Countdown to 5K! – #10 – The Gunfighter (1950)

This is my 4935th Review

Original Rating prediction – 7/10


“How come I’ve got to run into a squirt like you nearly every place I go these days? What are you trying to do? Show off for your friends? ” – Jimmy Ringo

Number of Times Seen – 1 (3 Feb 2019)

Brief Synopsis – A famous gunfighter comes to a small town and must deal with his fame around every corner because everyone wants to try and best him in order to gain their own fame.

My Take on it – This is another film that I had never heard of before chooses to watch it solely based on the premise which sounded quite fascinating.

Gregory Peck is great in the lead and does a wonderful job playing this part.

They do an excellent job looking at the price of fame for gunslingers in the old west.

they always needed to look over their shoulders in order to make sure that no one was trying to prove that they are faster at the draw.

Peck is able to show how difficult this kind of life can be for a man especially when he must deal with the way he is perceived as opposed to the way he actually is.

His motives for coming to this town are of a very different nature than most people think and that helps make the character even more sympathetic despite the fact that he is seen as being a notorious killer.

The premise of this film can be viewed as being quite timeless because of the fact that there are always people trying to outdo someone who is currently the “flavor of the month” and prove that they should actually have the position instead.

This film does a nice job keeping the tension high throughout which helps keep it very interesting from start to finish.

Bottom Line – Great look at the price of fame even in the old west. The way that they show how a man must be constantly on the lookout for trouble because no matter where he goes, trouble follows him solely due to his reputation and not necessarily for what he has actually done. Peck is great in the lead and plays the character quite well because we get to see numerous sides of his personality throughout.  In some ways, this premise is quite timeless because it allows us to see how fame can be seen by others as something that they can attain just by somehow surpassing whoever is currently the “flavor of the month”. Recommended!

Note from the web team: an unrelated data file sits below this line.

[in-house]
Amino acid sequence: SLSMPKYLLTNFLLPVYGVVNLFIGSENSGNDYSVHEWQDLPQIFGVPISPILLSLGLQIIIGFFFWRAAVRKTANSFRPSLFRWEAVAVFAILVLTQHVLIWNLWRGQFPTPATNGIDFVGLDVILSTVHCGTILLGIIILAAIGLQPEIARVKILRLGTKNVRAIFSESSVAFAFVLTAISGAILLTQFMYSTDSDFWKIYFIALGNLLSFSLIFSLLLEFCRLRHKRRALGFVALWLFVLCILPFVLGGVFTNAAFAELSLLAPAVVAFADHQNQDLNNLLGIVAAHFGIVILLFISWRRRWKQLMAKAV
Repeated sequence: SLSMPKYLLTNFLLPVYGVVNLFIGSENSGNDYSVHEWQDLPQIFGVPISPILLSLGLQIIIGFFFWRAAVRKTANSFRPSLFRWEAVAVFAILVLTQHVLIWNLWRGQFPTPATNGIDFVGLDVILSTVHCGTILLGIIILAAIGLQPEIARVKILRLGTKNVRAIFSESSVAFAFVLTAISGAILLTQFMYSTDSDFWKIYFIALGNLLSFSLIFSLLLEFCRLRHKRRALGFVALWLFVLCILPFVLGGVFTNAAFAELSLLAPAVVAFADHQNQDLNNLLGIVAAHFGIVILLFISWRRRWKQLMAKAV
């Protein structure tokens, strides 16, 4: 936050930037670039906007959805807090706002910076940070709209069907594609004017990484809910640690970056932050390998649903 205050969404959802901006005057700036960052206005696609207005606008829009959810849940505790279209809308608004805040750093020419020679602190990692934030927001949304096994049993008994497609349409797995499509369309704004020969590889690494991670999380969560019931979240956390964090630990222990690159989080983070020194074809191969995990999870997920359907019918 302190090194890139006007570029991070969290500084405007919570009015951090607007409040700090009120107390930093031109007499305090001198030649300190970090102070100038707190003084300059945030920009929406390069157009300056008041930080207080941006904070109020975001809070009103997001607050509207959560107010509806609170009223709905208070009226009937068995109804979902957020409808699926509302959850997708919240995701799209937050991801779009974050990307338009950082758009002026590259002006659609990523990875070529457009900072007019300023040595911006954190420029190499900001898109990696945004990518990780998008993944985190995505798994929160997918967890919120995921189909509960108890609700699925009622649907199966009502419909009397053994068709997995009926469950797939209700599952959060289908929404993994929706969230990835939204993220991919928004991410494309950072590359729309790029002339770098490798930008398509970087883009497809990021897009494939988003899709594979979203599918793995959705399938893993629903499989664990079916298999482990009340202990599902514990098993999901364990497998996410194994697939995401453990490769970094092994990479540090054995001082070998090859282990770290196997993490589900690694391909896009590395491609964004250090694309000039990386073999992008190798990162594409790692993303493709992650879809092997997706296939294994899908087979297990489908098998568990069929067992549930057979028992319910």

MovieRob’s Favorite Trivia – The original story was written by John Bowers and André De Toth with John Wayne in mind. Wayne loved it and offered Bowers $10,000 for it. The writer thought it was worth more and told Wayne how he felt. The actor reportedly said, “Well, you wrote it for me. Don’t you have any artistic integrity?” Bowers later got $70,000 for it at Fox, and Wayne harboured ill-feelings about the incident, accusing Bowers of selling it out from under him. In addition, Wayne refused to work for Columbia Pictures because its chief, Harry Cohn, had mistreated him years before when he was a young contract player. Cohn had bought the project for Wayne, but Wayne’s grudge was too deep, and Cohn sold the script to Twentieth Century Fox, which cast Gregory Peck in the role Wayne badly wanted but for which he refused to bend. When the Reno Chamber of Commerce named Peck the top western star for 1950 and presented him with the Silver Spurs award, an angry Wayne said, “Well, who the hell decided that you were the best cowboy of the year?”. Wayne’s final film, The Shootist (1976), is very similar to this film. (From IMDB)

Rating – Globe Worthy  (8/10)


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2 thoughts on “Countdown to 5K! – #10 – The Gunfighter (1950)

  1. “The Shootist” (IMO) is the better film between the two (I had never heard the story about Wayne getting screwed out of doing The Gunfighter…), because even though it has the similarities of a man carrying his reputation into confrontation with any young punk looking to make a name for himself – The Shootist carried the added weight of it being Wayne’s last picture AND the fact that he was dying of cancer when he portrayed a gunfighter who was dying of cancer. As for Gunfighter – it has one of my all-time favorite dialogue exchanges/non-sequiturs ever – when Peck in the saloon asks the guy “You ever been in love?” and he replies, “Nope. I been a bartender all my life”. Cracks me up.


  2. Pingback: Temporal Top Ten – 1950 | MovieRob

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